But testing the waters of cannabis-themed drinks could backfire, he said. Many Americans aren't intimately familiar with the cannabis plant and might not understand that CBD has no psychoactive properties.
Hemp and marijuana are both cannabis plants, and both contain CBD, which can be extracted as an oil that can be added to everything from dog food to hand lotion to drinks.
"I think you have to be very, very careful with this as a large brand. There are different viewpoints on a product category, and you don't want to offend too much," Dibadj said. "You don't want to be too far ahead on any curve."
Cairo, Sept 16 (AP/UNB) — Egypt says archaeologists have discovered a statue of a lion's body and a human head in the southern city of Aswan.
The Antiquities Ministry says Sunday the sphinx made of sandstone was found in the Temple of Kom Ombo during work to protect the site from groundwater.
Mostafa Waziri, secretary general of the Supreme Council of Antiquities says the statue probably dates back to the Ptolemaic time.
The Ptolemaic Dynasty ruled Egypt for some 300 years — from around 320 B.C. to about 30 B.C.
Egypt hopes such discoveries will spur tourism, partially driven by antiquities sightseeing, which was hit hard by political turmoil following the 2011 uprising.
Dhaka, Sept 16 (UNB) - The government has bought the historic Rose Garden mansion in Old Dhaka , the birthplace of Awami League, considering its archaeological values.
Prime Minister Sheikh Hasina received the registered deed of the historic house from the present owners at her official residence Ganobhaban on Sunday.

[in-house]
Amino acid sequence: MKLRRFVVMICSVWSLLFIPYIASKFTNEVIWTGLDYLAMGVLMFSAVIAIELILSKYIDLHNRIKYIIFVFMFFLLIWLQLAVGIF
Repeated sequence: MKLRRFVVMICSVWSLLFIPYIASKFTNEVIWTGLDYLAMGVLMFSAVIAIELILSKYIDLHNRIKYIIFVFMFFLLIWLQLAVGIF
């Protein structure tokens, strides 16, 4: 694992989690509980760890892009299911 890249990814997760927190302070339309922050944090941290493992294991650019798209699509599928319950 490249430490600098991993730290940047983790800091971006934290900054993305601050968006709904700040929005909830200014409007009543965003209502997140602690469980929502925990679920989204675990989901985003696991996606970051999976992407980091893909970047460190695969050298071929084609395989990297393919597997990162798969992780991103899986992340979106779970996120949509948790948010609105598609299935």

The government procured the palace built on 22 acres of land in Old Dhaka under the ‘Public Procurement Law’ at a cost of Tk 331.70 crore.
Sheikh Hasina handed over a cheque to the owners against the price of the historic house from where Awami League started its journey in 1949.
Besides, she handed over another registered deed for a one-storey building along with 20 kathas of land at Gulshan in the city to the owners of the Rose Garden as they purchased it from the government.
The Cabinet Committee on Public Purchase at a meeting on August 8 last with Finance Minister AMA Muhith in the chair approved a proposal to purchase the Rose Garden mansion.
Speaking on the occasion, the Prime Minister said the historic Rose Garden mansion will be turned into a museum depicting the history of Old Dhaka.
She said the palace has a historic value. “Awami League started its journey on June 23, 1949. Under the leadership of this party, Bangladesh achieved its independence in 1971,” she said.
Besides, such a historic establishment should not be ruined, Sheikh Hasina added.
She said the city museum will be shifted to the Rose Garden from the Nagar Bhaban.